‘She said she’d be babysitting our embryo’

Surrogacy between friends can be life-changing. The people who have done it talk emotions, legal hurdles – and WhatsApp birthing groups

In a flat in north-east London, Abi is cradling her best friend’s baby. At 15 weeks old, the little boy is smiling up at her, testing out his first sounds. His mother, Rachel, prepares his bottle while Abi rocks him, showing all the love she would to any of her friends’ children. The only difference is that Abi gave birth to him.

Abi and Rachel, both 35, met on their first day at university in Birmingham in 2003 and rarely left one another’s side. At 16, Rachel had been diagnosed with MRKH, a congenital condition meaning her uterus was undeveloped. Although she produced eggs, she would never be able to carry children, something she kept to herself. “I’d tell people I didn’t want kids but deep down I was insanely jealous,” says Rachel, who works as an events producer in London. “I wanted them so badly but assumed I’d never have my own, so I learned to live with it.”

After meeting her boyfriend, Sam, at a warehouse party on the eve of 2014, she avoided the “family” chat for two years before confiding in him. “We continued our relationship knowing kids may or may not happen,” she says.

A weekend stay at Abi’s home, in November 2017, bringing together five friends, their partners and kids, presented an opportunity to open up to them, too. Abi, a mother to three boys, remembers: “My partner, Rich, was cooking a curry, the kids were asleep and we were sitting around the kitchen table. Everyone spilled something personal. When Rachel told us about her condition, I knew, in my gut, that I would help her to have a child.”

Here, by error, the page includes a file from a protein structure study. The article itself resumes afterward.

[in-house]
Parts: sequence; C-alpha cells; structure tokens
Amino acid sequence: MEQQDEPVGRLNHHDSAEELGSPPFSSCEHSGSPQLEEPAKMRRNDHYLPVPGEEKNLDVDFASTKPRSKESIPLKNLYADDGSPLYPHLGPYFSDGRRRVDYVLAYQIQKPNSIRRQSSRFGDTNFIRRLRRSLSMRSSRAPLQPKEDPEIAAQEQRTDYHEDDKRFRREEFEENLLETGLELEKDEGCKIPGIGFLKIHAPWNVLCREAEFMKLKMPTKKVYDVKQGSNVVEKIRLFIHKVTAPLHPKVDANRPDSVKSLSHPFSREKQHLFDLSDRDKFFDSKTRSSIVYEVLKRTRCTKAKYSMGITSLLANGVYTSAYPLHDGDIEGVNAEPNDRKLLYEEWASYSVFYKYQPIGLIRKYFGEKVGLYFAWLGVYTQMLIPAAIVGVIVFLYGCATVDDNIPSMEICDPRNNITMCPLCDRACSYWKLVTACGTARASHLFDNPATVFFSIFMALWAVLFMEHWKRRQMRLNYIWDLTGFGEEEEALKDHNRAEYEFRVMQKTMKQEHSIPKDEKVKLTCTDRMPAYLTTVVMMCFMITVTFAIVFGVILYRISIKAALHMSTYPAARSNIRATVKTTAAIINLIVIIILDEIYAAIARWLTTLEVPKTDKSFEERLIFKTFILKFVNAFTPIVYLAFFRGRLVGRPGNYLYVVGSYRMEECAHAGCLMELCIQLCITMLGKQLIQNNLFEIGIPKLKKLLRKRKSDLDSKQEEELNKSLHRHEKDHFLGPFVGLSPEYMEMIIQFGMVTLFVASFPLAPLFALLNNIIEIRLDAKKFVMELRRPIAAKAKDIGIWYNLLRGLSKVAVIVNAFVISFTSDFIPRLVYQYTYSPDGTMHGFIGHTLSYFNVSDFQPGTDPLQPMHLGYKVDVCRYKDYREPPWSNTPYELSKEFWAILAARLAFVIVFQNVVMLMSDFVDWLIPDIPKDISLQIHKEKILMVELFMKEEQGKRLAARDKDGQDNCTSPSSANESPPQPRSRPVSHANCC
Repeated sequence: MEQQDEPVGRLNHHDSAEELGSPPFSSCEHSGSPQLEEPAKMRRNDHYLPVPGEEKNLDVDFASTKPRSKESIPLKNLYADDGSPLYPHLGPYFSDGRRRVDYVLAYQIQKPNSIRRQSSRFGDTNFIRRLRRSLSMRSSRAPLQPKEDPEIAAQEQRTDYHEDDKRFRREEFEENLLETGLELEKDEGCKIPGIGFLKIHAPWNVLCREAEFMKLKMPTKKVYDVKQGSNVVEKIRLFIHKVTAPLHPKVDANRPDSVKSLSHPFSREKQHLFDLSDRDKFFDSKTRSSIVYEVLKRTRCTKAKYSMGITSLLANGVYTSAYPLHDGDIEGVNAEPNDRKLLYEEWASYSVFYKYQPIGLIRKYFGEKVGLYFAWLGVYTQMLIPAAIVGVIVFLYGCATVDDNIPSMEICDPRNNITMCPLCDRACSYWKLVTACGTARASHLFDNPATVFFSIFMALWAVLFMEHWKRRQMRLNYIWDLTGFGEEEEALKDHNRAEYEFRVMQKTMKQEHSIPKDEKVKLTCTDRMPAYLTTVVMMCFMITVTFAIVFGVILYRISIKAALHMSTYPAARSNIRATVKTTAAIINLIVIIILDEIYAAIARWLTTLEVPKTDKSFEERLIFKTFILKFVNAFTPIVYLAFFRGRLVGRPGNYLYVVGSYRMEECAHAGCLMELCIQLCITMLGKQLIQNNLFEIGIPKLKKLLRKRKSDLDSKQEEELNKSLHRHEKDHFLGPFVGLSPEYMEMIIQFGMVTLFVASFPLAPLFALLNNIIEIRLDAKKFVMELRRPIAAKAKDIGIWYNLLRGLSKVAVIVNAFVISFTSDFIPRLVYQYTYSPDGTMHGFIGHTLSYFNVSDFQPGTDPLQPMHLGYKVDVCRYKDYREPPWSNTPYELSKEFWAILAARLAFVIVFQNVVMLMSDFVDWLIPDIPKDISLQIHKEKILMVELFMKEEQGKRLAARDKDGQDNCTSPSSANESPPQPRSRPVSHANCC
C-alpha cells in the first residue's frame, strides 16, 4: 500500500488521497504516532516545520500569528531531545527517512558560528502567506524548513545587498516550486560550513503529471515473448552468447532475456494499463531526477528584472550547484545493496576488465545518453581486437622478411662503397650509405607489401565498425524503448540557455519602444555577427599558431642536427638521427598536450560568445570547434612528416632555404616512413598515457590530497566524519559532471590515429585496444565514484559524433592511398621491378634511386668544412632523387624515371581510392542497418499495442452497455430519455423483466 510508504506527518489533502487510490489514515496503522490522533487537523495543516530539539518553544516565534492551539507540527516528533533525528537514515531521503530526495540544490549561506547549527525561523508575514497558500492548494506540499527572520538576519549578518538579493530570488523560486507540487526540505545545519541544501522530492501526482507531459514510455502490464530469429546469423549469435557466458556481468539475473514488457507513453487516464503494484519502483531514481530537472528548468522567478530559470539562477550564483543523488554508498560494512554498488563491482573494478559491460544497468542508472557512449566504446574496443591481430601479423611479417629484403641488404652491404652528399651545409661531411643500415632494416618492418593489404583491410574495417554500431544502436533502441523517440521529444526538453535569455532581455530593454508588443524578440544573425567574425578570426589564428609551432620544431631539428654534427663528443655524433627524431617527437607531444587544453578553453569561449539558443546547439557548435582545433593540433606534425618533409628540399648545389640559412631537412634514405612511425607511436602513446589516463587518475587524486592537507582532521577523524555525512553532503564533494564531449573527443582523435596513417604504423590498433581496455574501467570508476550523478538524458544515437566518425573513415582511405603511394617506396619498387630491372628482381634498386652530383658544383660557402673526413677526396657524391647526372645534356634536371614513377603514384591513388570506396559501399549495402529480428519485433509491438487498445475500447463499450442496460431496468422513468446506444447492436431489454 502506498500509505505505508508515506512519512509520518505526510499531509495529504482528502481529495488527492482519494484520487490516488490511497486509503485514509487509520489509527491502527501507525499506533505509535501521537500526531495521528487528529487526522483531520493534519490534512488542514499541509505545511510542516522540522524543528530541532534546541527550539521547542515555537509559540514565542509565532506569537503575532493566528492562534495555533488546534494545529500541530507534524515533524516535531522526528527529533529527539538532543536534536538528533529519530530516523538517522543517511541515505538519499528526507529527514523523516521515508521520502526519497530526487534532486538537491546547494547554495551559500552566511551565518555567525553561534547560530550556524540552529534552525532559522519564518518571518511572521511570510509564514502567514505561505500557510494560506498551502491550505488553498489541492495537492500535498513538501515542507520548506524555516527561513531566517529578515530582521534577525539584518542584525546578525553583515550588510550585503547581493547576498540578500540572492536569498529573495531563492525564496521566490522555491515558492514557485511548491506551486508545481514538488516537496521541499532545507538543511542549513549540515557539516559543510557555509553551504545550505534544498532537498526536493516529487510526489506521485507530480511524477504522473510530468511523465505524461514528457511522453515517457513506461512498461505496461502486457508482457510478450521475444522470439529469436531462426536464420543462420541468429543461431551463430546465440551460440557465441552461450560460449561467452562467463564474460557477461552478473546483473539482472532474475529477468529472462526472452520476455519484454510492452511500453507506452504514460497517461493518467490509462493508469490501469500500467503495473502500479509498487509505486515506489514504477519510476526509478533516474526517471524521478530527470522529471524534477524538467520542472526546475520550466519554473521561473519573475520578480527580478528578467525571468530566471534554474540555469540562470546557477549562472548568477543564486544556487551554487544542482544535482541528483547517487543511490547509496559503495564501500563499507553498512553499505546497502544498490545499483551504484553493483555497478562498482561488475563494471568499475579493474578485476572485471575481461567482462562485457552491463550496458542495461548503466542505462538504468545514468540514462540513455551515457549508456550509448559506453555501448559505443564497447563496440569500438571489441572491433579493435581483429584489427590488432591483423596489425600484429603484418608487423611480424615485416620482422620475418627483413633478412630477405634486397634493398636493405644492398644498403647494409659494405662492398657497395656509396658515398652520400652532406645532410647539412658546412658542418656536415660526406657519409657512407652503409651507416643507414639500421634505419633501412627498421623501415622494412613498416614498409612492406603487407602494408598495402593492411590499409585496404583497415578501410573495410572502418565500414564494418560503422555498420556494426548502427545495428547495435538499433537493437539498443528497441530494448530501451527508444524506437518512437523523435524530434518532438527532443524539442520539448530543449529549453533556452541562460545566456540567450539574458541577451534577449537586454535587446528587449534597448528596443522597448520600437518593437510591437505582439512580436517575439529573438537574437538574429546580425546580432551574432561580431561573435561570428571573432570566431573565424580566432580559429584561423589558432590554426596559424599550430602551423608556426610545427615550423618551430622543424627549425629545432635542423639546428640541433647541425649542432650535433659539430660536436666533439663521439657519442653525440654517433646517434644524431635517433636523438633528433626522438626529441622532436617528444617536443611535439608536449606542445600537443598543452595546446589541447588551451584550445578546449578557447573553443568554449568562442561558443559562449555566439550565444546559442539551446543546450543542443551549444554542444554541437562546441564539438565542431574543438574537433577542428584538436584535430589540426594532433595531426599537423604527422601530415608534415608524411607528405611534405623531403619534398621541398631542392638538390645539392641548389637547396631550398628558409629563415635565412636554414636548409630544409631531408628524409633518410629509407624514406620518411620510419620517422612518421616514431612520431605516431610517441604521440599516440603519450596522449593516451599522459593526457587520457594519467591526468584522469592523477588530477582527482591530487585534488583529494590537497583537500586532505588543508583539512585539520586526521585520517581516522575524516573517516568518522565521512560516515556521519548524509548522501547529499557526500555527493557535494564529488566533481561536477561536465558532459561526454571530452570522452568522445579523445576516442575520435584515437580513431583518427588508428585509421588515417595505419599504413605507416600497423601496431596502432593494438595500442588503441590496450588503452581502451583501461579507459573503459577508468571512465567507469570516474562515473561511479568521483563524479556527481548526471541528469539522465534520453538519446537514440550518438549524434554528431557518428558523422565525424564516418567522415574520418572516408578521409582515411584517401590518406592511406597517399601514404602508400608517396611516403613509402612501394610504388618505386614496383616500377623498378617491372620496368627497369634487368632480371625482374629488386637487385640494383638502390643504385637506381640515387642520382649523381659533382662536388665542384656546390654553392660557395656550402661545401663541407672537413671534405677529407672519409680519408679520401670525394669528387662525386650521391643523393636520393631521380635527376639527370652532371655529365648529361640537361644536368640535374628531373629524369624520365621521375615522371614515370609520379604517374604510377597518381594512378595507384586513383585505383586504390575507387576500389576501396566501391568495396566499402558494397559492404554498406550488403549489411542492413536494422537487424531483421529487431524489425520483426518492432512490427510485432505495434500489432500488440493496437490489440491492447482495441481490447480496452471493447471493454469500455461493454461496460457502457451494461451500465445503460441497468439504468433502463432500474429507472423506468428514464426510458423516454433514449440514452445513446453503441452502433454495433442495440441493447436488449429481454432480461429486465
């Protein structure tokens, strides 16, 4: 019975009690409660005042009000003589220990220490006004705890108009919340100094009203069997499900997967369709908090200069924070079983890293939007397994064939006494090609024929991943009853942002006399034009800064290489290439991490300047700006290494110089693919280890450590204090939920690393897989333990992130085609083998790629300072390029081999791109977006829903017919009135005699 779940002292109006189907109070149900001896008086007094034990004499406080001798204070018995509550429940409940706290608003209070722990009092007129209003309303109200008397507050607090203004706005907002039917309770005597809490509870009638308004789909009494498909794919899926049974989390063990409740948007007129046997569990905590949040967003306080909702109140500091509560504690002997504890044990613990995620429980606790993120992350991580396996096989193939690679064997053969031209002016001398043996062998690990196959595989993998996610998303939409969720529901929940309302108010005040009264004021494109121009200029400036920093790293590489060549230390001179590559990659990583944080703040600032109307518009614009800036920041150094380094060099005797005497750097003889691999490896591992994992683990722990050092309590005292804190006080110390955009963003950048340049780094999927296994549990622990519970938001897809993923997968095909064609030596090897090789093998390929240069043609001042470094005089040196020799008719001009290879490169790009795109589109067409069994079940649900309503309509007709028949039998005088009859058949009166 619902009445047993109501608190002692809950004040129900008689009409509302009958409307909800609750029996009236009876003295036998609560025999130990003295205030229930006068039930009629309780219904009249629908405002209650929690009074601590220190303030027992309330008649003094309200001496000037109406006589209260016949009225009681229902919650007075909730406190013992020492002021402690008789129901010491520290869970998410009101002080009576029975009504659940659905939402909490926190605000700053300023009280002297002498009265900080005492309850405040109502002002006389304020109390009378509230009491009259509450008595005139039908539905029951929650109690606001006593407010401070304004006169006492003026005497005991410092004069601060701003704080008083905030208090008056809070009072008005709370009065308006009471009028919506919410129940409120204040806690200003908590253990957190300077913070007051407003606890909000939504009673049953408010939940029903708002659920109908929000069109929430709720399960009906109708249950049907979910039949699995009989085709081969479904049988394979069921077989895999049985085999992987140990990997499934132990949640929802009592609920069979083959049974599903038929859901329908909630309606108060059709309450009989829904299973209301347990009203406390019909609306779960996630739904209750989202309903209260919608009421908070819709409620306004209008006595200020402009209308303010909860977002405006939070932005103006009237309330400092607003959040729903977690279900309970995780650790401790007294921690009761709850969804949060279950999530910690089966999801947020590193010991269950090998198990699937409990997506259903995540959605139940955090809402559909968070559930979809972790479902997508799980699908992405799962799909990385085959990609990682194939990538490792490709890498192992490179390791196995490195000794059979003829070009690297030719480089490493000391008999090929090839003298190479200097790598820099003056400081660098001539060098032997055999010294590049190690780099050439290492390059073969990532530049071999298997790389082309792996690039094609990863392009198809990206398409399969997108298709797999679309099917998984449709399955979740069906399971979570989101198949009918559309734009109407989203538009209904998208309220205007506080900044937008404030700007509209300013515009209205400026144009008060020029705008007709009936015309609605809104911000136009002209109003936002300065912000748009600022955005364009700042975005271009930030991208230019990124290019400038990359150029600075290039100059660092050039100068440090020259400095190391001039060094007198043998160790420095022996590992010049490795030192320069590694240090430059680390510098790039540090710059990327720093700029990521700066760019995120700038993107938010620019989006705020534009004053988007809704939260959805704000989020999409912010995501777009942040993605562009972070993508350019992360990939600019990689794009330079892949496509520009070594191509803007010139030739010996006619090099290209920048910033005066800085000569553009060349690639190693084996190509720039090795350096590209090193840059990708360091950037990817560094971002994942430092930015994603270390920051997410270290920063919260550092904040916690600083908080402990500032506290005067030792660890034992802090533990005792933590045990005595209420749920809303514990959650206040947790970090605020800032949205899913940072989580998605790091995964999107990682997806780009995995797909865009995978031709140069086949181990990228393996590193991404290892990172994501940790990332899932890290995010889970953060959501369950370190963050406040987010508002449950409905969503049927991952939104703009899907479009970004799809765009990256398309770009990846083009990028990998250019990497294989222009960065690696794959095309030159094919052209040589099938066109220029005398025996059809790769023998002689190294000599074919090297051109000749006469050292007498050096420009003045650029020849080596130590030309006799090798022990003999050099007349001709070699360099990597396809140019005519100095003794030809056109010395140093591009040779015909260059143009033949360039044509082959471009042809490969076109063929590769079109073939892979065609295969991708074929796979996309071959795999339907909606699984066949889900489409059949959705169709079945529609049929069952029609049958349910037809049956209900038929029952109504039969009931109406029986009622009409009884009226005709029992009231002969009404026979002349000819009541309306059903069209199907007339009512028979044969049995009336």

Rachel and Sam had explored IVF, surrogacy and adoption, but had dismissed using agencies, which can be vastly oversubscribed, with waits of up to two years to find a match. “It felt too impersonal; too life-changing somehow,” she says. Her younger sister had yet to start her own family; had she already had children, Rachel might have asked her to be a surrogate.

Abi and Rich, meanwhile, “spent Christmas contemplating what being a surrogate would mean for everyone. We had been so lucky, yet one of the people I love most hadn’t,” she says. “I hate this phrase but it was a no-brainer.”

She called Rachel in the new year and told her to sit down before offering to carry her baby. Rachel remembers: “She said it would be like ‘babysitting’ our embryo and that term stuck. She’d made up her mind, and that blew me away. I hadn’t told my friends expecting one of them to be the answer. When Abi offered, it felt, for the first time, as if having a child was a very real possibility.”

Source: www.theguardian.com

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